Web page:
Editors' ChoiceRNA Splicing

Making the Final Cut

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Science Signaling  27 Jul 2010:
Vol. 3, Issue 132, pp. ec234
DOI: 10.1126/scisignal.3132ec234

RNA splicing, which involves selectively cutting and pasting messenger RNA to generate different proteins, is critical in regulating human physiology and diseases. However, our knowledge of the underlying rules governing splicing regulation remains incomplete. The recent emergence of next-generation sequencing and other high-throughput technologies has provided an opportunity to transform our understanding of RNA regulation. Zhang et al. combined multiple data sets to generate a robust and relatively complete picture of splicing regulation by the mammalian neuronal splicing factor Nova in the brain. About 700 splicing events were identified, including many novel target exons, some likely to be involved in neurological disease. Combining genomic studies with computational biology also yielded insight into the regulation of alternative splicing.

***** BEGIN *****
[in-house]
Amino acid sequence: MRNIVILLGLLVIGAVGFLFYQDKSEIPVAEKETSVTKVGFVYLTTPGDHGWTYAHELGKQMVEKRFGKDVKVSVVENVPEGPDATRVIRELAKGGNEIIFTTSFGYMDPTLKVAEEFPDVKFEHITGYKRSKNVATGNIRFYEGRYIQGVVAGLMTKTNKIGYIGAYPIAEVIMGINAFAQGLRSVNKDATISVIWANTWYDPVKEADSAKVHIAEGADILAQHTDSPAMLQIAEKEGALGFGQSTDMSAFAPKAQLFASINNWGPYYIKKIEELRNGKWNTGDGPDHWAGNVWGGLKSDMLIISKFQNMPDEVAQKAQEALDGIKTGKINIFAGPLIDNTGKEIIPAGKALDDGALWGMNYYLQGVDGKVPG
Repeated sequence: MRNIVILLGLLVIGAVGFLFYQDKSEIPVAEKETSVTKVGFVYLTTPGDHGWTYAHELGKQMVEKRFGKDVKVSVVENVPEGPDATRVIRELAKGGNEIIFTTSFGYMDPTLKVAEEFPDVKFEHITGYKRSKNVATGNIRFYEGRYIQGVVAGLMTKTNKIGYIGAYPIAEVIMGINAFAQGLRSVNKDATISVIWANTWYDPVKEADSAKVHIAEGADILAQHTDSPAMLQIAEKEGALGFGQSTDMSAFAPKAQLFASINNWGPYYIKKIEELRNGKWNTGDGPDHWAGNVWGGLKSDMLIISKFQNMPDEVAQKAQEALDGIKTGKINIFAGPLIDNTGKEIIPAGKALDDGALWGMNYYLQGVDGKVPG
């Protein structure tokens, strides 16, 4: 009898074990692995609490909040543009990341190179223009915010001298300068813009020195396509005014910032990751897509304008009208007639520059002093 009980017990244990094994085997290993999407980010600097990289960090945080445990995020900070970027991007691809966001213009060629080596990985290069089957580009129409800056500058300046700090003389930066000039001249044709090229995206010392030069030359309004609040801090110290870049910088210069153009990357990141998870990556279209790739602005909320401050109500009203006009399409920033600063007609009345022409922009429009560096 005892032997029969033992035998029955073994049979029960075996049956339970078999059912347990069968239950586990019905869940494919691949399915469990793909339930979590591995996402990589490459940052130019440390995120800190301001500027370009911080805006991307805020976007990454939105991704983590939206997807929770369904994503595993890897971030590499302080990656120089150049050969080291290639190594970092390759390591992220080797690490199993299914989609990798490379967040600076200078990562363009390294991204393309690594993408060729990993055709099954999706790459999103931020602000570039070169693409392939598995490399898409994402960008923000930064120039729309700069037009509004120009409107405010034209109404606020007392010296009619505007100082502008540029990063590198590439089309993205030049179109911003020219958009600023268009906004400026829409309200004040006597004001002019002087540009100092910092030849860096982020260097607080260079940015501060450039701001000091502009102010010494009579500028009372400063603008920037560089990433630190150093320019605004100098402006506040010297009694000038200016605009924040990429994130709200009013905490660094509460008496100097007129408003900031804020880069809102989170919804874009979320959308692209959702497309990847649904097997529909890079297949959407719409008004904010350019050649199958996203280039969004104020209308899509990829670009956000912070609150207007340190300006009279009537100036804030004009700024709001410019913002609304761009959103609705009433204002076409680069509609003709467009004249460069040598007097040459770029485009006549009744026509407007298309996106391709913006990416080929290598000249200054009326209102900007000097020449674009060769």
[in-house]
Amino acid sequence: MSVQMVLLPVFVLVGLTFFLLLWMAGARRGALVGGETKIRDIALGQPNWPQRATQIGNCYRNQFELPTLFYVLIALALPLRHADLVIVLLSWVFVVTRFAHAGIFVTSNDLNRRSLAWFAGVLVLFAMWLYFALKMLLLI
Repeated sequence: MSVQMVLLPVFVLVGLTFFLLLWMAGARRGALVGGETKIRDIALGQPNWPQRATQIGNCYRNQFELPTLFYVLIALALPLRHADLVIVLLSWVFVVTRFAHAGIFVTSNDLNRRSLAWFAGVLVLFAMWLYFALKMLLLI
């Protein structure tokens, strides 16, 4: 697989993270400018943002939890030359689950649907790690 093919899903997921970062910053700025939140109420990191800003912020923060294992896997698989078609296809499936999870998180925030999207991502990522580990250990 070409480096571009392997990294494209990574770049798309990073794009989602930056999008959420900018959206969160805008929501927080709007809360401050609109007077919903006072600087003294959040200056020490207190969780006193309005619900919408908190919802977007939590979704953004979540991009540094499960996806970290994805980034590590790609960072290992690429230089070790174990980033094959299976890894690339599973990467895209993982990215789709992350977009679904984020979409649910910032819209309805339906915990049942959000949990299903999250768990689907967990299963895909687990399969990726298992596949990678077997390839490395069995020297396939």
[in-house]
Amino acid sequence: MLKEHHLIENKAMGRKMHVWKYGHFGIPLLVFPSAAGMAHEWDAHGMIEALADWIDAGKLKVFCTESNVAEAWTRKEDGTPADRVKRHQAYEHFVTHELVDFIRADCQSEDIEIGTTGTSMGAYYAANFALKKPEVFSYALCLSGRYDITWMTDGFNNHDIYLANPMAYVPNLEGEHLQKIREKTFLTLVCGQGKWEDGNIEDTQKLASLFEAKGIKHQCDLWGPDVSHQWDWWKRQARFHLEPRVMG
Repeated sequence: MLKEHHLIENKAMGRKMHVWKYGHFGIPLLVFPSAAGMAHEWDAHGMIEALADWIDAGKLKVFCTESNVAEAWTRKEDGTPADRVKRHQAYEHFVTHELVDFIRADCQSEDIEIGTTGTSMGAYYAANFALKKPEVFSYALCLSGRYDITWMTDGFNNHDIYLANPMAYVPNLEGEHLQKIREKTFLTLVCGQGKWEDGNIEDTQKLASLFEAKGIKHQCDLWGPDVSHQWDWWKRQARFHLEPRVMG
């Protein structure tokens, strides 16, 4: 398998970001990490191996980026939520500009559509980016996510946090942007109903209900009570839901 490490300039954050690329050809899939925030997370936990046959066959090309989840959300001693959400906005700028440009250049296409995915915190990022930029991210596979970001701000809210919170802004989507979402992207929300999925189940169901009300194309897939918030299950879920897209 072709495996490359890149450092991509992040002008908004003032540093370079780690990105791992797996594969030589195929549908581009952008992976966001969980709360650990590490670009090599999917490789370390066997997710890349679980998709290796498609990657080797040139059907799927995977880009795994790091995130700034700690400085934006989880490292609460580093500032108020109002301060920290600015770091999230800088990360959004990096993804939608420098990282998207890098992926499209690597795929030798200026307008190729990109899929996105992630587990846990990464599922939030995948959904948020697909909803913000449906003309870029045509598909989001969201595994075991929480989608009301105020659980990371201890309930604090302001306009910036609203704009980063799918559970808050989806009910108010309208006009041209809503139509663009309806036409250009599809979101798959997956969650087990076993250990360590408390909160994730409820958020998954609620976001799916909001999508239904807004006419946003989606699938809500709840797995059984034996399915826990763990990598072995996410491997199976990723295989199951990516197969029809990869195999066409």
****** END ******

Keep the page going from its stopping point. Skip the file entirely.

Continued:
C. Zhang, M. A. Frias, A. Mele, M. Ruggiu, T. Eom, C. B. Marney, H. Wang, D. D. Licatalosi, J. J. Fak, R. B. Darnell, Integrative modeling defines the Nova splicing-regulatory network and its combinatorial controls. Science 329, 439–443 (2010). [Abstract] [Full Text]

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